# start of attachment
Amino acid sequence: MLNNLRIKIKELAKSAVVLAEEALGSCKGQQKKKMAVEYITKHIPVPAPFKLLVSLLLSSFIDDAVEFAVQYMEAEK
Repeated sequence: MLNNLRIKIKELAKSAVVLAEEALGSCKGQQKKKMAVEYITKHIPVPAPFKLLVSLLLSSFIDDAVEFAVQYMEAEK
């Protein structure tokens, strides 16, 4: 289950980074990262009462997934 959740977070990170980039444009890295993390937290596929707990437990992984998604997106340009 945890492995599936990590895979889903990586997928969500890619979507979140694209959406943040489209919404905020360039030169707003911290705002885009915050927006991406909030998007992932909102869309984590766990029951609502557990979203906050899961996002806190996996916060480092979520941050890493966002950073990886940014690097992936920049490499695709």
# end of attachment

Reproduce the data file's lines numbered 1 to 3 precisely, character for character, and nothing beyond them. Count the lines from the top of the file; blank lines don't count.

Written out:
Amino acid sequence: MLNNLRIKIKELAKSAVVLAEEALGSCKGQQKKKMAVEYITKHIPVPAPFKLLVSLLLSSFIDDAVEFAVQYMEAEK
Repeated sequence: MLNNLRIKIKELAKSAVVLAEEALGSCKGQQKKKMAVEYITKHIPVPAPFKLLVSLLLSSFIDDAVEFAVQYMEAEK
């Protein structure tokens, strides 16, 4: 289950980074990262009462997934 959740977070990170980039444009890295993390937290596929707990437990992984998604997106340009 945890492995599936990590895979889903990586997928969500890619979507979140694209959406943040489209919404905020360039030169707003911290705002885009915050927006991406909030998007992932909102869309984590766990029951609502557990979203906050899961996002806190996996916060480092979520941050890493966002950073990886940014690097992936920049490499695709």